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January 10th, 2019

In Pursuit of Timelessness

Author: John Saint Denis

In both the twentieth and twenty-first centuries there were many swings between traditional design and design of the moment or “modern” design. The modern designs which maintained a balance of proportion, movement, symmetry and materials that date back centuries if not millennia, seem to have been the most successful at reaching a certain level of timelessness. Art nouveau, art deco, steam punk, even mid-century modern minimalism harken back to these same principles of proportion, movement and material and hence each take a seat at the table of timelessness.

With the wild economic swings, political changes and environmental changes of the most recent decade or two, the stability of timeless design has never been more desirable. Architects, interior designers and homeowners alike seek decoration that feels new, fresh, appropriate to today, but that has that certain something that can only be provided by the pleasure found in tried and true forms and materials. The desire to live in surroundings that won’t grow dated and that will maintain value (both visually and economically) seems to be at the heart of today’s quest for timelessness.

Andre Arbus

Andre Arbus

André Arbus was a French decorator, furniture designer, architect and sculptor of the early twentieth century. His family built furniture pieces that were reproductions of 18th century French palatial furniture. Arbus took those forms, and updated the works by removing decoration, adding more organic and simple lines, and refining the structure and weight to be more appropriate to the twentieth century life on the move, designing many pieces for ocean liners, trains and hotels, but he kept the elements of proportion, movement and the fine materials of wood, metal and glass that make his work timeless today.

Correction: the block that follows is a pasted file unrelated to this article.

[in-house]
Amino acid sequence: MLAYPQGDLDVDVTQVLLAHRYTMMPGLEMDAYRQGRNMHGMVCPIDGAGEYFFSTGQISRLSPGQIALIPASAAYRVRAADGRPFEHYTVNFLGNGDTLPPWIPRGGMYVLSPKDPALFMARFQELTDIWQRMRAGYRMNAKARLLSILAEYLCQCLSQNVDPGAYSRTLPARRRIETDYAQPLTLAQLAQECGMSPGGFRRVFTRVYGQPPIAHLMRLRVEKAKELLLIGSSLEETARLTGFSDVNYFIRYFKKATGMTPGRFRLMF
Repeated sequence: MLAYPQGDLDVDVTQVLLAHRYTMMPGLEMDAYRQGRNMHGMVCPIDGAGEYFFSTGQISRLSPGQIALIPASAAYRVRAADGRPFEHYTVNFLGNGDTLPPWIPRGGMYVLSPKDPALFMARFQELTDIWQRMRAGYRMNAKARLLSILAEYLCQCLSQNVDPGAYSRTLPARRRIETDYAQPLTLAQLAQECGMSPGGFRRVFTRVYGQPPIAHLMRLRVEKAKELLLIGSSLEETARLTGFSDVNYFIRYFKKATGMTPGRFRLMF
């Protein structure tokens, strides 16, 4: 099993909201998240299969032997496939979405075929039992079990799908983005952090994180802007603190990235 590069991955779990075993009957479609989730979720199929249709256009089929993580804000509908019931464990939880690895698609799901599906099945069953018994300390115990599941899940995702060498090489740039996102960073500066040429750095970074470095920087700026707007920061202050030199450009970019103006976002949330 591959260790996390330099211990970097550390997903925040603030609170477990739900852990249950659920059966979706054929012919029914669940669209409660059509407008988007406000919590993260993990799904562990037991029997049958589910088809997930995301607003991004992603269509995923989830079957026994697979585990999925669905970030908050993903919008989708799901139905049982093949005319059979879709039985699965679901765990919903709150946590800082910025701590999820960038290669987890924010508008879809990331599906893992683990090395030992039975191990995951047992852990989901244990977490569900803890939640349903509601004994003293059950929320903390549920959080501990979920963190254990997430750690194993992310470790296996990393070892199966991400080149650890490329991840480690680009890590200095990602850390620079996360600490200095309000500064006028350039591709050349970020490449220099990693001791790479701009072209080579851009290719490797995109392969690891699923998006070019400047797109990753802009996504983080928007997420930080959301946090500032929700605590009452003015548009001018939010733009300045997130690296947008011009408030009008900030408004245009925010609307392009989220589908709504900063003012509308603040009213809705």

Roger Thomas is an American designer (born and raised in Nevada) who traveled the world studying the rich histories of luxury and brought them back to Las Vegas to design many of the world class hotels we know today. Thomas recently said,

Increased globalization and exposure via travel and information technology will encourage ever more dramatic, even cinematic, concepts in design and architecture in terms of historic reference, scale and fantasy.”

— Roger Thomas

The Fountainebleau Collection

Wired Custom Lighting makes a collection of sconces and chandeliers designed by Roger Thomas called Fontainebleau, which is inspired in the same way Arbus was, by ancient forms. Fountain or flower petal shaped flutes holding candles can trace their roots back to the ancients, reappearing in the renaissance palace at Fontainebleau, France around 1500, and again reinterpreted, electrified and streamlined by the French and Venetians in the twentieth century. Now as part of our Roger Thomas collection, the Fontainebleau is punctuated by either bold colors or monochromatically in Wired’s Fontainebleau collection, the pieces hold their timeless forms and material while having appropriate qualities for the 21st century (cleaner decoration, UL listing, LED compatibility, digital color matching and saturation, scalable weights and sizing, et cetera).


Fountainebleau Chandelier